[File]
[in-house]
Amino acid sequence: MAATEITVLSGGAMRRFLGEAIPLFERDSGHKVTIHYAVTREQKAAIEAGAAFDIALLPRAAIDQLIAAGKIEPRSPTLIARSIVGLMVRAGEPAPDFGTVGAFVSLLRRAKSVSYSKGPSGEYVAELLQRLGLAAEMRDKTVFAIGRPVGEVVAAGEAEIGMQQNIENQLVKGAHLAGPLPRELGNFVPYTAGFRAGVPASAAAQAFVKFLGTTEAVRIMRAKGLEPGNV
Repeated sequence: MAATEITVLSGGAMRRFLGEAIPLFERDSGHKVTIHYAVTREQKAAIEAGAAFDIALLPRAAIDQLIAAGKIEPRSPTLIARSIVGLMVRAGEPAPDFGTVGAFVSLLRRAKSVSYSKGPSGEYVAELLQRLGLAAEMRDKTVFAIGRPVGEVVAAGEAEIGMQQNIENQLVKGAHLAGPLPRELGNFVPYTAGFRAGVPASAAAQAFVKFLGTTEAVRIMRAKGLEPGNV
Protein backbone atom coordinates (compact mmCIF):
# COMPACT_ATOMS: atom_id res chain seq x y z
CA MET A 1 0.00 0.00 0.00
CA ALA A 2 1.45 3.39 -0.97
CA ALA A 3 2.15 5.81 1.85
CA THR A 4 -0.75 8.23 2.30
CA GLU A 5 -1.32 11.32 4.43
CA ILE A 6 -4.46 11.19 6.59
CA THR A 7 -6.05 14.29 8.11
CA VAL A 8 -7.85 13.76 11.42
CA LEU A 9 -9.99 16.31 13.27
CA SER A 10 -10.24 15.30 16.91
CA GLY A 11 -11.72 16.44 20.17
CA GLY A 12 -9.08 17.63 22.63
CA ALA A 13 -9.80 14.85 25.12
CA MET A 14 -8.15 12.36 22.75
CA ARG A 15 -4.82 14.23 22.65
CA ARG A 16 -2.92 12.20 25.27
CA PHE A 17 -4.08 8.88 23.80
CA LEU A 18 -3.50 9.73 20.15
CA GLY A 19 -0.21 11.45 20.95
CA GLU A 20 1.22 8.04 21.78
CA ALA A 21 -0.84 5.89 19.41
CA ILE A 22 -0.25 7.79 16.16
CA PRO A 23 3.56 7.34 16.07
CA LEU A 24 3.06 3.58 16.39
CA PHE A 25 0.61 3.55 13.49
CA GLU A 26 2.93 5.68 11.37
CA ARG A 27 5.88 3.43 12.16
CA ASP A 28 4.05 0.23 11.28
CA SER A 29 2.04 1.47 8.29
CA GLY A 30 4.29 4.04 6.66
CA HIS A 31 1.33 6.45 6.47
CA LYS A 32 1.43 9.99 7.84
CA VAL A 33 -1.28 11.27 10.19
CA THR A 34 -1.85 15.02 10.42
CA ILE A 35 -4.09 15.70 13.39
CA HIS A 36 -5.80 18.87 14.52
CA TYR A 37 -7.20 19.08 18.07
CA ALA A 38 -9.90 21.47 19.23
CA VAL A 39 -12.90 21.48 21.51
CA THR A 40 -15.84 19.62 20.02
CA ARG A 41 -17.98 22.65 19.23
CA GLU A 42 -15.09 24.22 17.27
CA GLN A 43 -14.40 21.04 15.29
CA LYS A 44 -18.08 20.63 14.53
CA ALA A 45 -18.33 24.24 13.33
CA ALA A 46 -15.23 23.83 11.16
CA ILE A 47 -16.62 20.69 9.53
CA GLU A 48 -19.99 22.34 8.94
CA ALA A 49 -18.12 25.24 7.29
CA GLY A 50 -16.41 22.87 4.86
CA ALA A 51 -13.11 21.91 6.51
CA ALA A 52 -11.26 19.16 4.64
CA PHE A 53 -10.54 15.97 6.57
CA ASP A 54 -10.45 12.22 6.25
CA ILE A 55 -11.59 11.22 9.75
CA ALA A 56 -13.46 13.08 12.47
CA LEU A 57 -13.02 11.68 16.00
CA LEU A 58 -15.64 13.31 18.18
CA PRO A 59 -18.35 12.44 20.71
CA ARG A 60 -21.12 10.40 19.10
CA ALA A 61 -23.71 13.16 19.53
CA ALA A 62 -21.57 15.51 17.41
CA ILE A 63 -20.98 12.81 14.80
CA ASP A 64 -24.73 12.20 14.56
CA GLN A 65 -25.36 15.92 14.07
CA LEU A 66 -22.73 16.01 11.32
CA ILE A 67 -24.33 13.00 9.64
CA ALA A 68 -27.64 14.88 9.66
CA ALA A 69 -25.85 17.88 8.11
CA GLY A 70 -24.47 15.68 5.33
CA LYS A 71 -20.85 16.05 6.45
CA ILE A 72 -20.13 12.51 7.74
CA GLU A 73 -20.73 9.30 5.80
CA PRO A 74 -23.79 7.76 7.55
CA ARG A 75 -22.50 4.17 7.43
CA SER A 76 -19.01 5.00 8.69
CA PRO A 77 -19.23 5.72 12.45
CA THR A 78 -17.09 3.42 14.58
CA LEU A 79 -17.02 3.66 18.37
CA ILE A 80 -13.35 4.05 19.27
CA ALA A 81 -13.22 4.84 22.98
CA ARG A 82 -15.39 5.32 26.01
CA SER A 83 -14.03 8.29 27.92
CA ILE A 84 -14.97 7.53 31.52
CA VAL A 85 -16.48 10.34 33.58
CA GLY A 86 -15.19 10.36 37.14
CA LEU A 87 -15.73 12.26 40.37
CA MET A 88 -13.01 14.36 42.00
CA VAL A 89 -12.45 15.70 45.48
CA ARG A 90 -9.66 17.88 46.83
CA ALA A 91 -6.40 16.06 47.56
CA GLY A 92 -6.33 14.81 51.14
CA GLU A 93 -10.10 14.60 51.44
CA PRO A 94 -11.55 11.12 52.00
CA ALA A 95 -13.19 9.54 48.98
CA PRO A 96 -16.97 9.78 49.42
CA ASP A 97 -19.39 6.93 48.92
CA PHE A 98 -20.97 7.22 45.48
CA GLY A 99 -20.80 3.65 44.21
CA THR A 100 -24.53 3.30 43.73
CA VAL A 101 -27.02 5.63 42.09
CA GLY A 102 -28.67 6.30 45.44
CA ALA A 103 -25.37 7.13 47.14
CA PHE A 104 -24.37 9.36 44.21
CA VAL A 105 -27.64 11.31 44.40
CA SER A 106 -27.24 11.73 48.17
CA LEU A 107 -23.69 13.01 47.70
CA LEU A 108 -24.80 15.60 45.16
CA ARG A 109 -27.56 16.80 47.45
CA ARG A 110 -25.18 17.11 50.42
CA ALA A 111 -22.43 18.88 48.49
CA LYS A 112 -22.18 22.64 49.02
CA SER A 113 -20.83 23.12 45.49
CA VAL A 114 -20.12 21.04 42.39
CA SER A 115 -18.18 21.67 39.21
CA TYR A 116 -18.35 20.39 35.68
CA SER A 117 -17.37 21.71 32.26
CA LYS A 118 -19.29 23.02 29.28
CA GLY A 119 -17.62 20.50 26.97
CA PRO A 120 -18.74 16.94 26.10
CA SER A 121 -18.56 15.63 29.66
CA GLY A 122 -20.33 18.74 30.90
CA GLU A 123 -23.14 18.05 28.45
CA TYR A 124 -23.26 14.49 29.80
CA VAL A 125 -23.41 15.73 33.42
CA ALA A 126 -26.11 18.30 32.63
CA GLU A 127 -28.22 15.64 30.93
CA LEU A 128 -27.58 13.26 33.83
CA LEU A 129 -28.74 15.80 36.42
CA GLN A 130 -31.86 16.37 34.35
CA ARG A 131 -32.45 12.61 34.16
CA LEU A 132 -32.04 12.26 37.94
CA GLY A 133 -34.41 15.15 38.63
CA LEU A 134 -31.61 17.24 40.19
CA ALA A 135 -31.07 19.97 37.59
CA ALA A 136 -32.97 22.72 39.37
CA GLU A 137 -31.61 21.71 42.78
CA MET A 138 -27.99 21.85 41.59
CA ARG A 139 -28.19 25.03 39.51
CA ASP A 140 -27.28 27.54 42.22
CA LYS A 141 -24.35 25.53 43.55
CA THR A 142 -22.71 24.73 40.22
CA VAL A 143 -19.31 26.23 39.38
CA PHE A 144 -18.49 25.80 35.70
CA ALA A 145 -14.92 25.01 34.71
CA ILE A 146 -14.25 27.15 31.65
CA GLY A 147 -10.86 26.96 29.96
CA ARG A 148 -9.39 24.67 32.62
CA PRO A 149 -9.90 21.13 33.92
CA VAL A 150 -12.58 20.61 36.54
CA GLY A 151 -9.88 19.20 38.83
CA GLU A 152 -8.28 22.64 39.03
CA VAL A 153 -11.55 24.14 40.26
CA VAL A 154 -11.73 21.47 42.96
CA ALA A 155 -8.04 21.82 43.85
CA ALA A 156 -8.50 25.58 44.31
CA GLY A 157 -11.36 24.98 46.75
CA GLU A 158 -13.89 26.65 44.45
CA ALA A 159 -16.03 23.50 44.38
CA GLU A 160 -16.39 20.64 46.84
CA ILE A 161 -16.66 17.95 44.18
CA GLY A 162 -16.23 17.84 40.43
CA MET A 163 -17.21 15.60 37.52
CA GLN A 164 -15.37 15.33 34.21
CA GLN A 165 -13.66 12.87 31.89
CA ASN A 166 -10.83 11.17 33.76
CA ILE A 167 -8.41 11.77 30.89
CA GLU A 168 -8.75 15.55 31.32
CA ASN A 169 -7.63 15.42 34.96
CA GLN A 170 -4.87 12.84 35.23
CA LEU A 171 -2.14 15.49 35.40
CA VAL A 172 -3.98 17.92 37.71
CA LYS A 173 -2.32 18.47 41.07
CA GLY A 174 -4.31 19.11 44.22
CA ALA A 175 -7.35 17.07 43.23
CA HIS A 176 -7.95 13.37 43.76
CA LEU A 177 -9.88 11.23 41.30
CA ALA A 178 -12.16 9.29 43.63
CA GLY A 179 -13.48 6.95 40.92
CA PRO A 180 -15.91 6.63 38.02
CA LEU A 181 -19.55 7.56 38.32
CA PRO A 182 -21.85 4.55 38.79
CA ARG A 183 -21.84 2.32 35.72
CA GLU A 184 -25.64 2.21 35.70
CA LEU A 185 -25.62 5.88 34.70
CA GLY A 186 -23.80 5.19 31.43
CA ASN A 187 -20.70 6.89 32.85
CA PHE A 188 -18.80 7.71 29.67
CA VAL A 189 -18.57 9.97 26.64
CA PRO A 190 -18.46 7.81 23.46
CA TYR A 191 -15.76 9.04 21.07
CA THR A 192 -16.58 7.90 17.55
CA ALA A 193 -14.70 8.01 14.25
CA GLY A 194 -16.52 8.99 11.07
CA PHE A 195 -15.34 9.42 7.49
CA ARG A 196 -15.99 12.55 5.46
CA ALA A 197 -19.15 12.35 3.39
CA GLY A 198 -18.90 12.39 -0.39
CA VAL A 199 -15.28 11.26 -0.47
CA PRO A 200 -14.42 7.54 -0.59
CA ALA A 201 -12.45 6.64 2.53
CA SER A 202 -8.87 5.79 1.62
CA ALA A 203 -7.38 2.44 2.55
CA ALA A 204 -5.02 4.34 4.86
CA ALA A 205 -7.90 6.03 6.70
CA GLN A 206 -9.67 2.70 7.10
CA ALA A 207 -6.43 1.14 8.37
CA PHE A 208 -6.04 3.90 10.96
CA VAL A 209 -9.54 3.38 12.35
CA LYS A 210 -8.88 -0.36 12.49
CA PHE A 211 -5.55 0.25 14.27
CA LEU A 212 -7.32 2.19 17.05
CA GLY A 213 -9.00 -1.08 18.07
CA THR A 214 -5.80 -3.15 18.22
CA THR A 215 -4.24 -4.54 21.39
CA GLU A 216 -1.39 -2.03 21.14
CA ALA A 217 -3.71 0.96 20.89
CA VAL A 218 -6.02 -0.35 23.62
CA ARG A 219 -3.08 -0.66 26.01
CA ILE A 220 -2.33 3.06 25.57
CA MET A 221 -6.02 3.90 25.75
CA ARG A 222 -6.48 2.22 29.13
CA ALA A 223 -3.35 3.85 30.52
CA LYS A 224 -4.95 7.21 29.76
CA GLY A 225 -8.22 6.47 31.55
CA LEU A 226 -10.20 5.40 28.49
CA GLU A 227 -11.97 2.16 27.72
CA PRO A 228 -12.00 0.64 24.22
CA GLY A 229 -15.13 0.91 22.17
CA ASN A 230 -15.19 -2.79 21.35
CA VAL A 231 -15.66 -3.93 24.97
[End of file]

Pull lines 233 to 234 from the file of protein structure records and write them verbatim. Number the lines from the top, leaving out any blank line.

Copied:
CA PRO A 228 -12.00 0.64 24.22
CA GLY A 229 -15.13 0.91 22.17